I remember my wake-up moment like it was yesterday, or better yet -- today, when I actually woke up. I was swimming with my team, Lamorinda, and we were doing our monthly test set: a timed 3000. My swimmers today think a 15-minute swim is bad, but this was something even I dreaded. I was in Lane 6, the Distance Lane (thus my car's license plate), in Heat 2. We six swimmers had counted laps for the swimmers in Heat 1, and now they were doing the same for us. I was next to Laura Alonzo, a Junior National qualifier in the 50 free and 100 back. While I was the "old lady" of the team, 30 years old compared to the pool full of high school kids, I was one of the better endurance swimmers. One of my proudest moments ever as a swimmer was the 12x100 I did once in workout, on a 1:30 interval, with all of them 0.3 seconds apart.
A couple years after this swim Laura went to college at Harvard and then to Med School at the University of Pennsylvania. Now she does diabetes research and is a professor at Pitt -- all of this info just to clarify that even at 16 she was really, really smart. Not the kind of gal who had no freakin idea how many laps she did (which I hear routinely), or someone who would say "crawlstroke," (ahhh, you're killing me here!), or the kind of swimmer who leaves two seconds early, does illegal turns, and is incapable of holding her breath more than four strokes (roll call: Present!). No, Laura was mature and incredibly talented.
Laura and I didn't do the same sets often, but I felt that I could hold my own with her on the freestyle sets. When the 3000 started she moved ahead early. Like a true distance geek I was checking my 100 times on the paceclock while I was swimming, and I was consistent. In those days I could repeat 1:12s or so all day, and oh man are those days LONG gone! Just typing this makes me and drool uncontrollably as I suck in my gut and try to curl up from my stoop. Laura was holding around 1:06s and lapped me every 24 laps. When she came close I'd try to hang on and pick up the pace, but she soon blew by only to reappear exactly 24 laps later. It was like Wet Groundhog Day. Every 24 laps I couldn't believe it all over again. Every single 24 laps she came by (that's 120 total, for the math-impaired), never slowing, never tiring, always in the exact same passing place. I was getting more and more frustrated: hey, I was the distance girl here -- how could a backstroker be putting up such a beatdown?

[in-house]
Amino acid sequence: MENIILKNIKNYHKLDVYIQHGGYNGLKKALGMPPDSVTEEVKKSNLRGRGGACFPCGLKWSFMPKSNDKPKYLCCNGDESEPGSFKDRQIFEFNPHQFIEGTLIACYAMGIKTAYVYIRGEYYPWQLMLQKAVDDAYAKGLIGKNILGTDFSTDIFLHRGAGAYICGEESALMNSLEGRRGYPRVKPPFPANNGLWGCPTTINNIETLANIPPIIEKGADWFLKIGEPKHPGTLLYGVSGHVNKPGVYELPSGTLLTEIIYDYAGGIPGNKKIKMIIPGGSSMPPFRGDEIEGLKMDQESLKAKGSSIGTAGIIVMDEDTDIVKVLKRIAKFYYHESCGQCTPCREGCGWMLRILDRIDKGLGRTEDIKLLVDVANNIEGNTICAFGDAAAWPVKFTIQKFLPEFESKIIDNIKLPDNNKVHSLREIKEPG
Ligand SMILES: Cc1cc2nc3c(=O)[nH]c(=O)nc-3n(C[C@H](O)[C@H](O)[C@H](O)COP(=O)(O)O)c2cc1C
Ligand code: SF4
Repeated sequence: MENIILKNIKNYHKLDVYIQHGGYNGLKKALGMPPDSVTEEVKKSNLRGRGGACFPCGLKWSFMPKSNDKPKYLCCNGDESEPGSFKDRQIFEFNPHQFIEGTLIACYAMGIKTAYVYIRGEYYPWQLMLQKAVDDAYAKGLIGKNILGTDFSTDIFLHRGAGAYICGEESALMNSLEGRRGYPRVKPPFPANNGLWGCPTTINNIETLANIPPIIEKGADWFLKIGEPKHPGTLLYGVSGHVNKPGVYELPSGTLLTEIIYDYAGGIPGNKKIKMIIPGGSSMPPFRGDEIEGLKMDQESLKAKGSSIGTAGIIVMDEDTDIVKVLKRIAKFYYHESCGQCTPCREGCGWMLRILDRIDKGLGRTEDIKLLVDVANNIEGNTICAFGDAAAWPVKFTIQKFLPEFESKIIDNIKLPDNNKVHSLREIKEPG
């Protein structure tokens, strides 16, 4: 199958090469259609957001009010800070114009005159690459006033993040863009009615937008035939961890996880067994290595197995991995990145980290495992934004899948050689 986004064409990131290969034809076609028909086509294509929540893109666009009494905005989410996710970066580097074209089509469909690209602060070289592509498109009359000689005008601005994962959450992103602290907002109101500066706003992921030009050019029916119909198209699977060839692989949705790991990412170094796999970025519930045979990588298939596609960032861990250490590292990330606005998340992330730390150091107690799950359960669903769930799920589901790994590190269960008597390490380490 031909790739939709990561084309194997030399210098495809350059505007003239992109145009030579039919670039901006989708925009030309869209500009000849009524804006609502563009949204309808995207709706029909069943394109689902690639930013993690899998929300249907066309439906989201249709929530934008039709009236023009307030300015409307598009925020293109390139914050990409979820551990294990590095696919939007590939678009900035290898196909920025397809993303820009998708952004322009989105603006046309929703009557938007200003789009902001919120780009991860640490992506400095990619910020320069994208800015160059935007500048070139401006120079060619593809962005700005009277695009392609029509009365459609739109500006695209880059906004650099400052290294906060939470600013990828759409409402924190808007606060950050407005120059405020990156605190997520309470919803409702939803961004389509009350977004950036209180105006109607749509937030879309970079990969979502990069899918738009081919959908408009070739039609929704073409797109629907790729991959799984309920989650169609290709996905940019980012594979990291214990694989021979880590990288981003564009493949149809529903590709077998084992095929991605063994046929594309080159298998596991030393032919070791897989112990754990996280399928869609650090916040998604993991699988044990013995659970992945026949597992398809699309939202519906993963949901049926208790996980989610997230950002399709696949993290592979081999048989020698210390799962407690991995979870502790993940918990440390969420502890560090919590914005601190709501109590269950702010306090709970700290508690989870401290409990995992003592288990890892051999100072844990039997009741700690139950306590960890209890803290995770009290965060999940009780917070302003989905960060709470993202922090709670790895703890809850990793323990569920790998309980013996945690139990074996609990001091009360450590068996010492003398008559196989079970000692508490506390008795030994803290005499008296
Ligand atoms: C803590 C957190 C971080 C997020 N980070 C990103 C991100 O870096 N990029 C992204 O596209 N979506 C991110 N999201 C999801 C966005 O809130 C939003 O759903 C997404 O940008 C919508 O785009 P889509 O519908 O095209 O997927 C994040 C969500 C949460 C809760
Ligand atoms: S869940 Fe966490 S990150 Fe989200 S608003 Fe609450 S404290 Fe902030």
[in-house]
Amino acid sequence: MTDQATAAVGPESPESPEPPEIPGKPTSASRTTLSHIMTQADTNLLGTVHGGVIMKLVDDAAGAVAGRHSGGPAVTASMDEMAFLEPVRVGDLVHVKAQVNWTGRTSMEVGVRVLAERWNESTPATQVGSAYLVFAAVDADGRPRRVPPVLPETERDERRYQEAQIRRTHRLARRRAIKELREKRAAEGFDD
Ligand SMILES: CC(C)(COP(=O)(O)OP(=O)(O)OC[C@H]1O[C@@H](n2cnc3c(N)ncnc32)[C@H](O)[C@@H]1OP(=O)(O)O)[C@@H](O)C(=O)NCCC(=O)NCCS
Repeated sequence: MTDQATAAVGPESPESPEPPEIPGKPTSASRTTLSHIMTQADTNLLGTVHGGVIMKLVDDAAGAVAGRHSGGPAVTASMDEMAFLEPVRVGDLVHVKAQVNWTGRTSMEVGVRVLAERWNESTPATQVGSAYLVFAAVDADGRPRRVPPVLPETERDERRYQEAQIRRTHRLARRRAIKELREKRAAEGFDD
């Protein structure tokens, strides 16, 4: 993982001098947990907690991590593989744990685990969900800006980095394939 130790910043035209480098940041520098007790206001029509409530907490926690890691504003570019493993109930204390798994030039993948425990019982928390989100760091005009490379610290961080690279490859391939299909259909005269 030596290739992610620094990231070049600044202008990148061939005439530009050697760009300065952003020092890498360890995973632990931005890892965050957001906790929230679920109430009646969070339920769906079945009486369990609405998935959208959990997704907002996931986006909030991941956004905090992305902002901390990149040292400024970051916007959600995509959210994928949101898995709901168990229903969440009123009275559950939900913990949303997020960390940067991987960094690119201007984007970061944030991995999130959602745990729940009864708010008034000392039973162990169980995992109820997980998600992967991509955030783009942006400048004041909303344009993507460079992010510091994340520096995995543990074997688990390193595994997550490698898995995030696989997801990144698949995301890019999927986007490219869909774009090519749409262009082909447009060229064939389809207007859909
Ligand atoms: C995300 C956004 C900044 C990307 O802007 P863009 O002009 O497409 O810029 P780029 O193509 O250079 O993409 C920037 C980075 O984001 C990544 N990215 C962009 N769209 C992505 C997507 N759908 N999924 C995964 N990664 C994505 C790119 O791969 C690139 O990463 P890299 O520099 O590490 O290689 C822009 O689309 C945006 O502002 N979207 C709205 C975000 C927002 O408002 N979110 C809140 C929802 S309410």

Finally she finished, and I was forced to endure the most humiliating 250 yard solo swim ever. I think she warmed down, staying in the pool till I finished. She could have showered, changed, done a few calculus homework problems, and whipped up a souffle, but thank goodness she didn't.
I had to take a super serious look at myself that day, wondering what the hell I was training for, when a backstroker (okay, one of the top 50 high school backstrokers in the United States, but still!) could crush me like a grape. I didn't have any answers. If only I had a scoresheet that listed "poor technique," "old age," "mental lack-of-toughness," "no kick," and "feel for the water," I could have selected some really good answers.
Brooding about it for days, I finally asked my coach, Ray, to explain it to me. He said, "Marcia, sometimes people are just more talented than you are." And I thought, whoa -- that was deep -- because that had never even occurred to me. I thought that all hard work pays off kind of soon, or soon-ish. But in reality that's just not going to happen as often as it should. Sometimes there's a Laura Alonzo waiting to run you down like a unlicensed guy at the wheel of a WalMart semi, playing Words With Friends on his cellphone.
Anyone can be a good winner, or their coach. But it's a lot harder to lose or be that person's coach. And today in my daughter's high school championships, as a mom, it's hard to take a sobbing 14-year-old in the shower, hold her close and tell her it's going to be okay if you haven't experienced it yourself. While I eventually did beat Laura in my best-ever 200 free at a meet in Texas (one time only, and she must have had some disease which she later went on to find a cure for), I learned way more from the 3000 than that victory. And the next time my daughter does a best time, I'm sure it will be even sweeter because of what happened today.